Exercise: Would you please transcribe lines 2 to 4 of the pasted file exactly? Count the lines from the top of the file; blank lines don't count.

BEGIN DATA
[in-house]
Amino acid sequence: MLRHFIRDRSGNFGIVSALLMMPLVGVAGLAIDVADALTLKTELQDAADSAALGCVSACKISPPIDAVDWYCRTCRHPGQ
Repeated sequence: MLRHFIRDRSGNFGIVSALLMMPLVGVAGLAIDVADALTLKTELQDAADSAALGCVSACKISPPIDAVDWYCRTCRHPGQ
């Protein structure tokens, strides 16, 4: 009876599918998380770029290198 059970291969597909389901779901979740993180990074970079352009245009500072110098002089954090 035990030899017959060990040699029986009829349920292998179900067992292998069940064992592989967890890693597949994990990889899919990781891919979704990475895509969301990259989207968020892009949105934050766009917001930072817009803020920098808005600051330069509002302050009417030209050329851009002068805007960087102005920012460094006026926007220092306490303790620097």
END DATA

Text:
Amino acid sequence: MLRHFIRDRSGNFGIVSALLMMPLVGVAGLAIDVADALTLKTELQDAADSAALGCVSACKISPPIDAVDWYCRTCRHPGQ
Repeated sequence: MLRHFIRDRSGNFGIVSALLMMPLVGVAGLAIDVADALTLKTELQDAADSAALGCVSACKISPPIDAVDWYCRTCRHPGQ
């Protein structure tokens, strides 16, 4: 009876599918998380770029290198 059970291969597909389901779901979740993180990074970079352009245009500072110098002089954090 035990030899017959060990040699029986009829349920292998179900067992292998069940064992592989967890890693597949994990990889899919990781891919979704990475895509969301990259989207968020892009949105934050766009917001930072817009803020920098808005600051330069509002302050009417030209050329851009002068805007960087102005920012460094006026926007220092306490303790620097």